DANCING A SHIMMY

By Brian SpurwayAirframes


A shimmy is a dance move in which the body is held still, except for the shoulders, which are quickly alternated back and forth. When the right shoulder goes back, the left one comes forward –but we riggers have another version, as we were taught at Halton:-

“Shimmy is an oscillation in aircraft landing gear that can occur both on landing and take-off, typically in a band of velocities. It causes excessive wear on components and can cause accidents.”

At Halton we were taught all about “aircraft wheel shimmy” and the various design features used to prevent, or at least minimize, its occurrence. Little did I know then that very much later in my career I was to encounter this shimmy effect quite seriously and, along the way, experience a couple of less serious incidents.

229 OCU, RAF Chivenor, March 1959: I was working 2nd line, mainly involved in rectification rather than the Minor servicing also carried out in our hangar. An aircraft would come into our domain from 1st line with a defect that could be quickly resolved, so enabling it to get back out and into the hands of an eagerly awaiting student pilot, or an instructor, without utilising the line fitters themselves whose priority was to keep the flying programme going – it was said that, between the two Sqns that made up the OCU, up t0 ninety sorties a day often took place. I can vouch for that as I spent some time on the line with the live firing section.

Hunter Mk4, WV410, was rolled in after its pilot had reported excessive vibration, most likely due to main wheel shimmy, during his landing run. Finding no significant reason for the shimmying other than worn tyres my JT mate Dave and I simply replaced both main wheels, brake discs and pads, checked out that nose wheel self-cantering was adequate and added a new nose wheel; just for luck –no expense spared in those days.

WV410 was returned to the line and we went off to another job. Maybe we’d get some feedback after its next flight, maybe not. It can’t have been more than an hour later that the “Crash Alarm” sounded, and yes, it was our WV410! It had been allocated immediately to an Iraqi student pilot who, just a matter of a week earlier, had landed another Mk4, WD400, without bothering to lower the undercarriage. He had once again experienced difficulty in landing; this time, having at least remembered to lower the undercarriage, he had touched down short of the runway – in fact on a sandbank in the middle of the R. Taw - bounced up a beach and scraped across the airfield’s boundary embankment depositing all our newly fitted bits on the way! What was left of the aircraft then ended up nicely placed bang in the centre of the runway threshold, whereupon it burst into flames. Probably communicating with Allah - whilst the aircraft blazed around him – the young Iraqi just sat there in his cosy live M&B seat, not even bothering to open his canopy. The fire crews arrived, quickly doused the fire and extricated the completely uninjured student pilot; gossip later spread around that if he had opened his canopy the flames would have engulfed him. Sadly several of those young Iraqi students never got to leave Chivenor alive, but I have oft wondered if any of those who did get through their UK training survived long enough to fly during the first Gulf war, albeit by then in their fifties.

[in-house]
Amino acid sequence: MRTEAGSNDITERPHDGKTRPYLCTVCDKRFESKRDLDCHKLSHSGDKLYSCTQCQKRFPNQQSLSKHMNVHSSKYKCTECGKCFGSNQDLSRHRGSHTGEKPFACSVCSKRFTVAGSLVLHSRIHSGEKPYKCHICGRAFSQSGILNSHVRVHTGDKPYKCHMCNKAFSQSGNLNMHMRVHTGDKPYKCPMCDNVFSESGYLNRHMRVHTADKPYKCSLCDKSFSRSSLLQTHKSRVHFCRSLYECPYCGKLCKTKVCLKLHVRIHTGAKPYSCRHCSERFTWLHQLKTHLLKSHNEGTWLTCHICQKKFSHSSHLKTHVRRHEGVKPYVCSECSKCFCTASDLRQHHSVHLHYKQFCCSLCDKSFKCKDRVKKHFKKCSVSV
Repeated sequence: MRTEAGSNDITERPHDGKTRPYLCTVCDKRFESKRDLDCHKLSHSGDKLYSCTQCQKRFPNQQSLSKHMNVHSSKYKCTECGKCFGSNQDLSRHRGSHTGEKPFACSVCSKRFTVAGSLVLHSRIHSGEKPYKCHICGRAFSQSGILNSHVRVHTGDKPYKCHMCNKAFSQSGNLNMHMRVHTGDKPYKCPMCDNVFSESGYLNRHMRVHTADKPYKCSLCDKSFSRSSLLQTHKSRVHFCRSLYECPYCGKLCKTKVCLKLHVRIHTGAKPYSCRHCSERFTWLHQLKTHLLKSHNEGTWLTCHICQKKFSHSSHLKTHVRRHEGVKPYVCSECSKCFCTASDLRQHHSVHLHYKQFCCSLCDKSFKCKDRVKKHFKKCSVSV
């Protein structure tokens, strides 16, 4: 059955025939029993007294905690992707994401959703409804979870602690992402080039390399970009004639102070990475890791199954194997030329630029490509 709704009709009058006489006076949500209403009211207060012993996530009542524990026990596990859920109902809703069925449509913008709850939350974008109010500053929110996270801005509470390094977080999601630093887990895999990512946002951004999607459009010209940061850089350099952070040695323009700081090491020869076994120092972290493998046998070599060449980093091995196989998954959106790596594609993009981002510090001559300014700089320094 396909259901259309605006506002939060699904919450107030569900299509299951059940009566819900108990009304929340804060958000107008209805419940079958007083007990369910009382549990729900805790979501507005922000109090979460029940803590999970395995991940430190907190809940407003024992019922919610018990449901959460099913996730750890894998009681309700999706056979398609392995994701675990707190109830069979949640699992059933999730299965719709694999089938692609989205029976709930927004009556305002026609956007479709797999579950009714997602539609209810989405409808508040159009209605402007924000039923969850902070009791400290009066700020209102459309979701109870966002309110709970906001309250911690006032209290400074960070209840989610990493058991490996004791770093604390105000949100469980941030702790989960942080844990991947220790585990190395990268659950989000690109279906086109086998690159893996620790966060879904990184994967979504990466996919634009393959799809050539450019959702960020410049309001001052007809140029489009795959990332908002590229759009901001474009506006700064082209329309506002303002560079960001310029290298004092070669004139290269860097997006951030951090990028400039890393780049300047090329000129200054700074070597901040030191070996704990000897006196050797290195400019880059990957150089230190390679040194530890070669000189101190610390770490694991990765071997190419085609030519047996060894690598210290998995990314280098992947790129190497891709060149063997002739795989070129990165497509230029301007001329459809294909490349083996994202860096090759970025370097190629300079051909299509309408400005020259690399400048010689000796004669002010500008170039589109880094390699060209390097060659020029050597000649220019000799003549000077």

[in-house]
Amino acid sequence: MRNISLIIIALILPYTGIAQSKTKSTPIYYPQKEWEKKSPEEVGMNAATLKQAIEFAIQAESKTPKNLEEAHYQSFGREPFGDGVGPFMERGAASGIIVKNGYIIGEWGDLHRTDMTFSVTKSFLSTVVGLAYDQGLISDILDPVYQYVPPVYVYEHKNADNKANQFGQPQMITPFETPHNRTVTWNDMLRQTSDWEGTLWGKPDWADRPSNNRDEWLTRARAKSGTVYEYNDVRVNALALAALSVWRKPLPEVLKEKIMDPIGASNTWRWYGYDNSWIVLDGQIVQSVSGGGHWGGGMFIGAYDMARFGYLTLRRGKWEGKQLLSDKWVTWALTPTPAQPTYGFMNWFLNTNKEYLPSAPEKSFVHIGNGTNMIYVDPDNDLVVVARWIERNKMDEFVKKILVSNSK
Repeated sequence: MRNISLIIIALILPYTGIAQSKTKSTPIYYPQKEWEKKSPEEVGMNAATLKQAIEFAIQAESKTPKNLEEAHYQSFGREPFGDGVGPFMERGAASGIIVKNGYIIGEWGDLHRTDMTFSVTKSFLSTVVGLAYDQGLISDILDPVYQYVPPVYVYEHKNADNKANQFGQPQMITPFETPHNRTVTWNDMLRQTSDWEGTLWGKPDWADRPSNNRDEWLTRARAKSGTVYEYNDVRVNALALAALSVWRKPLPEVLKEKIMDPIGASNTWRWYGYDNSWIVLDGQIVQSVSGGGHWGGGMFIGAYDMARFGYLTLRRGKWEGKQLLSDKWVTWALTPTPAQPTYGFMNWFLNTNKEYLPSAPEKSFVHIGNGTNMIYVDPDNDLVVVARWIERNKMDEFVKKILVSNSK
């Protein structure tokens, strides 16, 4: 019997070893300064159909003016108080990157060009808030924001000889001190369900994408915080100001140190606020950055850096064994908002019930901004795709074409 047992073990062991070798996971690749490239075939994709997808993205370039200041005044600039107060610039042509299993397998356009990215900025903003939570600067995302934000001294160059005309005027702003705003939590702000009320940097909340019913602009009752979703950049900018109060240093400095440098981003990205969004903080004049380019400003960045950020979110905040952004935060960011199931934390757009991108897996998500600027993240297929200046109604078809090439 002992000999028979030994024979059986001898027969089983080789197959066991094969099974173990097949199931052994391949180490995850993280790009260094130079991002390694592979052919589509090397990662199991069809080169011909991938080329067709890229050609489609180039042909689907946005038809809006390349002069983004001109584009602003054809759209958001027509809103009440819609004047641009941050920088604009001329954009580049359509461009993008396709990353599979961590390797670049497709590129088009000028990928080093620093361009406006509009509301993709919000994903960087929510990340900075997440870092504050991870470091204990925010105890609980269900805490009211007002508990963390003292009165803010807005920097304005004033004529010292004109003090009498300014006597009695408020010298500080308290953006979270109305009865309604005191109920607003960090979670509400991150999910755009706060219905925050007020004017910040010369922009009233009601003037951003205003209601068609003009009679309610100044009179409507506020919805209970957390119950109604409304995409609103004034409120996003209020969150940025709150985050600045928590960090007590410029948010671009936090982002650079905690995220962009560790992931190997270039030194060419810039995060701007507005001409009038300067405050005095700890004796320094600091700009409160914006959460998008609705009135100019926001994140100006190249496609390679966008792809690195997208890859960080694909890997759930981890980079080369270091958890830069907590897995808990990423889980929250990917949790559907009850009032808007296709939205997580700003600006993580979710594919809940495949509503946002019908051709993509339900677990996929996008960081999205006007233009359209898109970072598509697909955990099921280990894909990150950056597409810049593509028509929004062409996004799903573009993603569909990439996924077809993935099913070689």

24 Sqn RAF Colerne, sometime in 1966: We did our best on 24 to operate what was known as a “Crewed-up” system; my crew was led by a lovely chap called Pete Bates – nicknamed “Master”, but I never understood why - who was a training captain responsible for the continuation training of the many Sqn co-pilots. This was good for my amassing flying hours but didn’t get me my share of “Duty Free” booze, did it? On this occasion the young co-pilot flying the Hastings had just adequately demonstrated his three-engine landing ability to Pete; we taxied off the runway and stopped ready to restart the shut-down engine. To my total embarrassment, and Pete’s chagrin, rather than opening the cowl-gills on the three hot engines, as part of my after-landing checks, I switched off all three ignition switches. There was a deafening silence – initially – as the three Hercules 216s shut down; then Pete really let rip at me - I had no excuse to offer him.

What’s that got to do with shimmy? Well, I restarted all four engines, probably unnoticed as we were at the far end of the airfield, and we taxied back for another take-off; just one more circuit and landing, and then I would have to face up to an “interview” with my boss – at least – before risking a coffee, and some fitting comments, in the crew room. After the circuit the young co-pilot performed a masterly three-pointer which was completely destroyed by the intense shimmying from the tailwheel as we ran down the track with our teeth juddering in our skulls – very, very unpleasant indeed! Why? Well Pete, himself, had failed to select the tailwheel lock as part of his pre-landing checks – the Hastings trailing-link tail wheel was self-centring but was also fitted with a hydraulic lock, and we now knew why!. We agreed, there and then, that it was now “Even Steven” and neither event would ever be mentioned again – there would be no chat with my boss and my coffee break would be comment- free! I didn’t even snag the aircraft for the excessive vibration caused by the shimmying – I should have really, but at least both Pete and I saved our embarrassment; we continued to fly together on the Hastings, and later the Hercules.